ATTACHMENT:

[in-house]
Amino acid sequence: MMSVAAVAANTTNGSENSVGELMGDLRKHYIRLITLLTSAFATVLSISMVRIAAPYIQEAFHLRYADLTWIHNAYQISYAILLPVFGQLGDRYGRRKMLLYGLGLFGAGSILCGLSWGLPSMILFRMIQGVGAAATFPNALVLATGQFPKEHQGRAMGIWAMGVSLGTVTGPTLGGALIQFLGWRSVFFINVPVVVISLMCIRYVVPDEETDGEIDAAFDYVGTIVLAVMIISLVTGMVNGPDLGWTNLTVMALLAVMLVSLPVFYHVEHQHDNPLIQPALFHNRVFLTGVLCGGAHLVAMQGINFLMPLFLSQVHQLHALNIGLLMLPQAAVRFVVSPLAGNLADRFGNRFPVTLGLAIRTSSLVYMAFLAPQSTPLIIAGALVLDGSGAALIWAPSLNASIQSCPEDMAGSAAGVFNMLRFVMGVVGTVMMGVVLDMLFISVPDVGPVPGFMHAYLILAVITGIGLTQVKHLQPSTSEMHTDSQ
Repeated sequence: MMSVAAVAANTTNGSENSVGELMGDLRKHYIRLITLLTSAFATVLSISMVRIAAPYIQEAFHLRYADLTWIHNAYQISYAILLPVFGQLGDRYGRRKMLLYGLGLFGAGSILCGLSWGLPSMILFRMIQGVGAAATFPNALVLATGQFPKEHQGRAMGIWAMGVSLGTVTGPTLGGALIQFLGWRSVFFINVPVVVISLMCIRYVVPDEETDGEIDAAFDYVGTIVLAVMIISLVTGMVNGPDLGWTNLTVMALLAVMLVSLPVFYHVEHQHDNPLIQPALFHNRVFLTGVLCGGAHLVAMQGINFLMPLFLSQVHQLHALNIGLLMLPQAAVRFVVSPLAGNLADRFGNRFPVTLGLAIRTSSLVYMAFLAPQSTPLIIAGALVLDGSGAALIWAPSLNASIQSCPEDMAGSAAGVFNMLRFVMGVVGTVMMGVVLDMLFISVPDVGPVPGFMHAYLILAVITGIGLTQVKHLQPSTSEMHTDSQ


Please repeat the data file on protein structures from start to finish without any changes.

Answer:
[in-house]
Amino acid sequence: MMSVAAVAANTTNGSENSVGELMGDLRKHYIRLITLLTSAFATVLSISMVRIAAPYIQEAFHLRYADLTWIHNAYQISYAILLPVFGQLGDRYGRRKMLLYGLGLFGAGSILCGLSWGLPSMILFRMIQGVGAAATFPNALVLATGQFPKEHQGRAMGIWAMGVSLGTVTGPTLGGALIQFLGWRSVFFINVPVVVISLMCIRYVVPDEETDGEIDAAFDYVGTIVLAVMIISLVTGMVNGPDLGWTNLTVMALLAVMLVSLPVFYHVEHQHDNPLIQPALFHNRVFLTGVLCGGAHLVAMQGINFLMPLFLSQVHQLHALNIGLLMLPQAAVRFVVSPLAGNLADRFGNRFPVTLGLAIRTSSLVYMAFLAPQSTPLIIAGALVLDGSGAALIWAPSLNASIQSCPEDMAGSAAGVFNMLRFVMGVVGTVMMGVVLDMLFISVPDVGPVPGFMHAYLILAVITGIGLTQVKHLQPSTSEMHTDSQ
Repeated sequence: MMSVAAVAANTTNGSENSVGELMGDLRKHYIRLITLLTSAFATVLSISMVRIAAPYIQEAFHLRYADLTWIHNAYQISYAILLPVFGQLGDRYGRRKMLLYGLGLFGAGSILCGLSWGLPSMILFRMIQGVGAAATFPNALVLATGQFPKEHQGRAMGIWAMGVSLGTVTGPTLGGALIQFLGWRSVFFINVPVVVISLMCIRYVVPDEETDGEIDAAFDYVGTIVLAVMIISLVTGMVNGPDLGWTNLTVMALLAVMLVSLPVFYHVEHQHDNPLIQPALFHNRVFLTGVLCGGAHLVAMQGINFLMPLFLSQVHQLHALNIGLLMLPQAAVRFVVSPLAGNLADRFGNRFPVTLGLAIRTSSLVYMAFLAPQSTPLIIAGALVLDGSGAALIWAPSLNASIQSCPEDMAGSAAGVFNMLRFVMGVVGTVMMGVVLDMLFISVPDVGPVPGFMHAYLILAVITGIGLTQVKHLQPSTSEMHTDSQ